Universities launch veterinary education twinning project

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The University of Minnesota College of Veterinary Medicine and Chiang Mai University in Thailand have launched a veterinary education twinning project under the World Organization for Animal Health (OIE) Veterinary Education Twinning Program. “Twinning” is an approach that enables peer-to-peer exchange of knowledge, ideas, and experience between two universities. It is part of a wider OIE initiative to improve the capacity of veterinary services in developing countries.

Veterinary Services are recognized as “global public goods,” and quality veterinary education is a cornerstone of good veterinary services. However, in many countries, mostly developing and in-transition countries, the quality of veterinary education fails to meet the requirements for the delivery of highly competent veterinary services. The OIE Veterinary Education Twinning Program is expected to create opportunities for member countries to develop modern educational facilities and methods based on accepted international standards.

The two-year Chiang Mai-University of Minnesota Veterinary Education Twinning Project aims to ensure that graduates meet OIE recommendations on the competencies of graduating veterinarians and comply with OIE international recommendations. The project will give both universities an opportunity to exchange knowledge, ideas, and experience.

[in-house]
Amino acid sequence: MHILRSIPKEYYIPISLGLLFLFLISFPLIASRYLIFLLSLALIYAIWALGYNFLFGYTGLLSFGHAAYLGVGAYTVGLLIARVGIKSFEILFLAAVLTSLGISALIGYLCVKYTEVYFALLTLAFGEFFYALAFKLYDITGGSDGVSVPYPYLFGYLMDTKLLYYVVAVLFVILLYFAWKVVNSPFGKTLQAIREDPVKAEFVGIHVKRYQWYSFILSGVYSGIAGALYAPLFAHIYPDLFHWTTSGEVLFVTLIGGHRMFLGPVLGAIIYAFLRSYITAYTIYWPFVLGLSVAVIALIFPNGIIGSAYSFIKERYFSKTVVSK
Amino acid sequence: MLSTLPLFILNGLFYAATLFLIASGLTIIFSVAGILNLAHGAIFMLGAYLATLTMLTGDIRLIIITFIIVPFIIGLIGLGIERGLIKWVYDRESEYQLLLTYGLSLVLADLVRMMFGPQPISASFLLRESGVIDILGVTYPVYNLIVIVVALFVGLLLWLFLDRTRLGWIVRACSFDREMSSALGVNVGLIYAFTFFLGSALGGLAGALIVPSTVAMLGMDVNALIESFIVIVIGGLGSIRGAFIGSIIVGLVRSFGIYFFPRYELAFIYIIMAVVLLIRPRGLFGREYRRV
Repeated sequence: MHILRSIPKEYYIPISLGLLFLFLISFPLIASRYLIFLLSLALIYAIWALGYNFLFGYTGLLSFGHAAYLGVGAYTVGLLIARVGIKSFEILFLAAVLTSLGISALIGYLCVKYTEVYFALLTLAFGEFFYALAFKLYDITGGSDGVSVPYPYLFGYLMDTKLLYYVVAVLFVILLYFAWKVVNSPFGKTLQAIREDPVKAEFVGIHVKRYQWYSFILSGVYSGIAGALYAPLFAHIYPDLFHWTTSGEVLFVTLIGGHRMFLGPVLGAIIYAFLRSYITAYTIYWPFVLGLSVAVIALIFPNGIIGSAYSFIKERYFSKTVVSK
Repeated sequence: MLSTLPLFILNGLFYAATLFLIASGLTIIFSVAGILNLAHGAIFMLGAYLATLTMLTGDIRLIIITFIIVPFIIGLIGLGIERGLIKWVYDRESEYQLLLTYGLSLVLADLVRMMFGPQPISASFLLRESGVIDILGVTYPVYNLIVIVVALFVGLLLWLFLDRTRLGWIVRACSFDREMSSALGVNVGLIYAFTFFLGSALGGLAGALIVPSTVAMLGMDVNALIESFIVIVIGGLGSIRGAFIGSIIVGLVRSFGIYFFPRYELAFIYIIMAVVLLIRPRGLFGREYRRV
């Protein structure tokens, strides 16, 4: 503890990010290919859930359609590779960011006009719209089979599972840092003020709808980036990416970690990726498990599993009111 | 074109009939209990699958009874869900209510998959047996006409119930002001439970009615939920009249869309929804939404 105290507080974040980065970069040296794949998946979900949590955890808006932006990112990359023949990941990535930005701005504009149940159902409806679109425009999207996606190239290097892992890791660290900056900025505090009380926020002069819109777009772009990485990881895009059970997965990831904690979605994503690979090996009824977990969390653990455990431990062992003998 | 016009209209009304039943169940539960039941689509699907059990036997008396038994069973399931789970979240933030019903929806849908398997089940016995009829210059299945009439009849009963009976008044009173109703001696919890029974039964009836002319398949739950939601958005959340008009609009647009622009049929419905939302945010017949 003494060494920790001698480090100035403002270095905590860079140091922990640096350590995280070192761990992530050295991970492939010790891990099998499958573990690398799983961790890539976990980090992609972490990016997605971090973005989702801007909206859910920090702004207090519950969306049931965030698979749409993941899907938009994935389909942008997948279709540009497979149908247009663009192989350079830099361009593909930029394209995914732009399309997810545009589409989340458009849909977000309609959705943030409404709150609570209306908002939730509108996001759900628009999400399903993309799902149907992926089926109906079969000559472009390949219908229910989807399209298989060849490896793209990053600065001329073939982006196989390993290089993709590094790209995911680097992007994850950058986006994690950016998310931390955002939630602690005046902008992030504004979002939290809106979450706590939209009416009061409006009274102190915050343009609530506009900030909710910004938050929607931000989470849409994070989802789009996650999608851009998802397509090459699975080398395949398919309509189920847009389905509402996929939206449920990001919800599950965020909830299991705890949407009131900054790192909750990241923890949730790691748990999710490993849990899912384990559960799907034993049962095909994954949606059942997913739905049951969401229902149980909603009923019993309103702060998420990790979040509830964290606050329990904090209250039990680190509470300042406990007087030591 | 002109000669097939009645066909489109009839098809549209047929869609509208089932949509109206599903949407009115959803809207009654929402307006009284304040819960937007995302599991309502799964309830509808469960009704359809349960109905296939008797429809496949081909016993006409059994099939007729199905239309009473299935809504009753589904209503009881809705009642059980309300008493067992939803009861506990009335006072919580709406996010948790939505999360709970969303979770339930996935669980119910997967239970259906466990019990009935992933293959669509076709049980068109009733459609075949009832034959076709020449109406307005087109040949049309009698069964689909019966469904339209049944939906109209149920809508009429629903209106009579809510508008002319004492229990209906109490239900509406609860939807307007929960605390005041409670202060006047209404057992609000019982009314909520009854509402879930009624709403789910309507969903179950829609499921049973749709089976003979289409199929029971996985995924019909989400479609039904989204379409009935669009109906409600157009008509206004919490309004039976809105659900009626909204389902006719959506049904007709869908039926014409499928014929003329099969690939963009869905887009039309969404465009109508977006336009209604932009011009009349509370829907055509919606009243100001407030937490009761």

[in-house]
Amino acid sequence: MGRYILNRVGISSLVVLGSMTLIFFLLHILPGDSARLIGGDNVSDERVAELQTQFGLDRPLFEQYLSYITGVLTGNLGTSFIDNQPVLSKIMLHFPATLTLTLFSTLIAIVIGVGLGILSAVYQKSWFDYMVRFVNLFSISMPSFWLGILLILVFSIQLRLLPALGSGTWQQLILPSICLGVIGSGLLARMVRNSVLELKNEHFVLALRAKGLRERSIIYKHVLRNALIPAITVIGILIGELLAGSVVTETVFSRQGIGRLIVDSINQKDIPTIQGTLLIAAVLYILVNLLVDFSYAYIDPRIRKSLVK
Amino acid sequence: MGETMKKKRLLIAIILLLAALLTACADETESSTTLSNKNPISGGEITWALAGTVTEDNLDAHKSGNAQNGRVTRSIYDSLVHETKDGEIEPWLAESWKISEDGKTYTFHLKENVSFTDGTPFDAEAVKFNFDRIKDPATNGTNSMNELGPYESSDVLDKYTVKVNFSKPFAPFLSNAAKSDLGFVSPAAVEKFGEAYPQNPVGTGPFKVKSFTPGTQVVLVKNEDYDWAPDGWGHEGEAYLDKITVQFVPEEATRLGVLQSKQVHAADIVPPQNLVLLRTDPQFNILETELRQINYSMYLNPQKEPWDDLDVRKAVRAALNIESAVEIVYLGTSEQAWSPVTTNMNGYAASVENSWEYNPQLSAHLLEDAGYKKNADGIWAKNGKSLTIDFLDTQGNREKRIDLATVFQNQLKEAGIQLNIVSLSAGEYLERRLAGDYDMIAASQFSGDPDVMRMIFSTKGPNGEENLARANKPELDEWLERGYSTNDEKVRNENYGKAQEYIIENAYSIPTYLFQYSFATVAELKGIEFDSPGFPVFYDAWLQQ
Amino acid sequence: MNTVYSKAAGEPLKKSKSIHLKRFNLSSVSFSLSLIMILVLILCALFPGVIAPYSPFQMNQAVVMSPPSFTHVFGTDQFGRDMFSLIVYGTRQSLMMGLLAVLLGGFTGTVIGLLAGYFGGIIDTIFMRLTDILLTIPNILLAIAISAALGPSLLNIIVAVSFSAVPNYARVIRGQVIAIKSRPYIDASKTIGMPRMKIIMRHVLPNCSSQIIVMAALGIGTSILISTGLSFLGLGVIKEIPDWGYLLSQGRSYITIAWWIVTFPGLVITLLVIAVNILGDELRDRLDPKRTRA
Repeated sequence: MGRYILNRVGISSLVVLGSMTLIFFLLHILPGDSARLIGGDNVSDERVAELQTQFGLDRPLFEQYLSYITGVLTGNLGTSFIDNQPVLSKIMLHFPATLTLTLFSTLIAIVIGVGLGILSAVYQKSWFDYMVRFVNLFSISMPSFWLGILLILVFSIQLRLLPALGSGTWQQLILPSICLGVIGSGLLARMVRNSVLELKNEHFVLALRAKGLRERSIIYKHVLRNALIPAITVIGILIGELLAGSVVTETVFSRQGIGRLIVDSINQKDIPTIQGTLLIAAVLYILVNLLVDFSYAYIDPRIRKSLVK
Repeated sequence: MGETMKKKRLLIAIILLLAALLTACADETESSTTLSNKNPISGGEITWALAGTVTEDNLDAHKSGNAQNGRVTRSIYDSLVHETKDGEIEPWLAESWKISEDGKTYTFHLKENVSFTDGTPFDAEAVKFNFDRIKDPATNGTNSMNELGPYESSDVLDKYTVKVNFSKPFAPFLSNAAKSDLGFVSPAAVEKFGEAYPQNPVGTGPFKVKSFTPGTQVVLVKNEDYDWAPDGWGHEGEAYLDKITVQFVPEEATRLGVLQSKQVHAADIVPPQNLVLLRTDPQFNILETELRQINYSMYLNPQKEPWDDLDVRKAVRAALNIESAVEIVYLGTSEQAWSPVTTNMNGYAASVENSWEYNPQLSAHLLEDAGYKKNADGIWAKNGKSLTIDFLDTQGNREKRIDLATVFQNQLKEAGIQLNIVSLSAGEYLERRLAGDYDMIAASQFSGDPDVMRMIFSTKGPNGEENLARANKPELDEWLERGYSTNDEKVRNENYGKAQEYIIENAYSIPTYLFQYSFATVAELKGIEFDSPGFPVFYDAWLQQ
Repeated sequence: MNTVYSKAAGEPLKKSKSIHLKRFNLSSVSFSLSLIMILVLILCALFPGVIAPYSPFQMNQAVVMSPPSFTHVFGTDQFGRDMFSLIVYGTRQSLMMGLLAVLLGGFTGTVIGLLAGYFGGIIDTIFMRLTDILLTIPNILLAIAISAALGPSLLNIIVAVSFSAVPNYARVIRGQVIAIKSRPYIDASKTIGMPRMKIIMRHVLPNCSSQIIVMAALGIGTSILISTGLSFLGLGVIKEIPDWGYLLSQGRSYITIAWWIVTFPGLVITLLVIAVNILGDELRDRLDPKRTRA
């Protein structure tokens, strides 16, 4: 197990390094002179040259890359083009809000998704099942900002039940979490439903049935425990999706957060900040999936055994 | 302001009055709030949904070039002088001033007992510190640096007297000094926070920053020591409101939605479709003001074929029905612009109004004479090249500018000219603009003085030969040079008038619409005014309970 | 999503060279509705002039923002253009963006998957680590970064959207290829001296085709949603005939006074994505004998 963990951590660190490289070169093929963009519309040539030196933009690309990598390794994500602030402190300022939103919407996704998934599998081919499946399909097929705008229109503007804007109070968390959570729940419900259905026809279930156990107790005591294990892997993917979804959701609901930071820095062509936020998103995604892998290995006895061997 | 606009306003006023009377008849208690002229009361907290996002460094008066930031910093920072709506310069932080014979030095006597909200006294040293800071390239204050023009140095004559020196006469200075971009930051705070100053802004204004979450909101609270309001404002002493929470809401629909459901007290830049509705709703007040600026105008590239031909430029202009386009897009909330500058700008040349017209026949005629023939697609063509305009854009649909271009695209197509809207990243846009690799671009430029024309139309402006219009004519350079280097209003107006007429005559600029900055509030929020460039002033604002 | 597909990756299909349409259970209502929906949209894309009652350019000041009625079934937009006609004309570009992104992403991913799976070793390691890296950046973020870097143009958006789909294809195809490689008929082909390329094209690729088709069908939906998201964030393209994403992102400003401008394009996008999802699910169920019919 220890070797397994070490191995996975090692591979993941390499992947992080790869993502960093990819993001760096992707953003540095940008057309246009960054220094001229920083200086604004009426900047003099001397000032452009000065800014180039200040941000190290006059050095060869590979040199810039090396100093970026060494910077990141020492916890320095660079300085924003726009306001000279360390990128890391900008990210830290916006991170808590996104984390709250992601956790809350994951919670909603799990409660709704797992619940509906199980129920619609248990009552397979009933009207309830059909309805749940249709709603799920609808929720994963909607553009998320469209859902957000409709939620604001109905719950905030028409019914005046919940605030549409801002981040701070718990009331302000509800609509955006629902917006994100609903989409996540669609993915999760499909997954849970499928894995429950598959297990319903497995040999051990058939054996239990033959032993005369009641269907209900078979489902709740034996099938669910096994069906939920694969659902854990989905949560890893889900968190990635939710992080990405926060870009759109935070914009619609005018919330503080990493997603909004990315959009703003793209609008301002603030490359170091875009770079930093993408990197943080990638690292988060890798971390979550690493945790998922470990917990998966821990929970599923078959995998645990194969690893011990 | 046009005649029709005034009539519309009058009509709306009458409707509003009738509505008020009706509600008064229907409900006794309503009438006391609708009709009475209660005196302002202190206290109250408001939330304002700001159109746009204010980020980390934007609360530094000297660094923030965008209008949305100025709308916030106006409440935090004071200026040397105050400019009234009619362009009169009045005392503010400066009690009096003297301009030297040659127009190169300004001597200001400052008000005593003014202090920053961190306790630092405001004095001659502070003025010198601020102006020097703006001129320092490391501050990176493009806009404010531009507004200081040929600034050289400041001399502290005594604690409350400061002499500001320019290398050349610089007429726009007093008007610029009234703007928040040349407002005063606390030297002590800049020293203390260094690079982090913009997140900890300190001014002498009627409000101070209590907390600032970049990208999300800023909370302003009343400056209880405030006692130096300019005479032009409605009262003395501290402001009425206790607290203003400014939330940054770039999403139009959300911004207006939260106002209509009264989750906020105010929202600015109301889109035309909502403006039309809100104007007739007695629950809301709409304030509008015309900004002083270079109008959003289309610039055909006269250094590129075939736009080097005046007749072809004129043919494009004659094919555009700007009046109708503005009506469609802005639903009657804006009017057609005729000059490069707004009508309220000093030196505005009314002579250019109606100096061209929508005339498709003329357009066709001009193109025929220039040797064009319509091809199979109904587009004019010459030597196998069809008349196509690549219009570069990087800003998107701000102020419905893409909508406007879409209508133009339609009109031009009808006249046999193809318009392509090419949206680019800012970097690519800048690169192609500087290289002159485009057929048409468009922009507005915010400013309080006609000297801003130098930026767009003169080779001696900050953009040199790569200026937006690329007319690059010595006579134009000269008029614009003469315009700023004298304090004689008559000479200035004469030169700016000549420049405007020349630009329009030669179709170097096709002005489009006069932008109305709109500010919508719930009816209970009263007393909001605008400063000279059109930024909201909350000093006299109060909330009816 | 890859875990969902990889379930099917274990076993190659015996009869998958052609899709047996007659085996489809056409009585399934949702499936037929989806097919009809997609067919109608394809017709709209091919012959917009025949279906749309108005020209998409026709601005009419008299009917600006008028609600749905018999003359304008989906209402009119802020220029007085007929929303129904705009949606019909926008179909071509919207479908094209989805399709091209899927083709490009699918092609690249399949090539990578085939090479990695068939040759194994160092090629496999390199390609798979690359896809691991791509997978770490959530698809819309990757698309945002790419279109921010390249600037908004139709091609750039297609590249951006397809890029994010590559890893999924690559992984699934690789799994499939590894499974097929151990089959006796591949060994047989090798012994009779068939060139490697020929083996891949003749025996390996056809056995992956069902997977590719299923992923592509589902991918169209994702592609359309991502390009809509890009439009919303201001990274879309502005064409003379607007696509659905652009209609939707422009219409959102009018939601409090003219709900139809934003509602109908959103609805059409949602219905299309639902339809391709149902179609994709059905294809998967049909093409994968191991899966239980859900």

“Partnering with Chiang Mai University on this OIE veterinary education twinning project will benefit us both as we strive to enhance the ability of our graduates to support the control of trans-boundary diseases and zoonoses and strengthen the veterinary services of our countries,” says Dr. Trevor Ames, dean of the University of Minnesota College of Veterinary Medicine.

Dr. Lertrak Srikitjakarn, dean of the Faculty of Veterinary Medicine at Chiang Mai University, agrees. “Thanks to the OIE twinning program, we are looking forward to improving our capacity so as to be recognized as a high-quality veterinary institution within the Association of Southeast Asian Nations,” he says.

The OIE also supports the improvement of veterinary services in member countries through the OIE Performance of Veterinary Services (PVS) Pathway and Laboratory Twinning Program. The Veterinary Education Twinning Program complements these global initiatives.

“OIE twinning programs are successful because they are strictly based on direct agreements between potential partners and because they effectively reduce the gap in scientific expertise between developed and developing countries,” explains Dr. Bernard Vallat, director general of the OIE. “The veterinary education twinning program is of particular significance because education is an important foundation to any activities conducted by veterinarians; they must demonstrate a minimum level of qualification and education based on OIE guidelines in all our member countries.” 

For more information about the OIE’s veterinary education efforts, click here.



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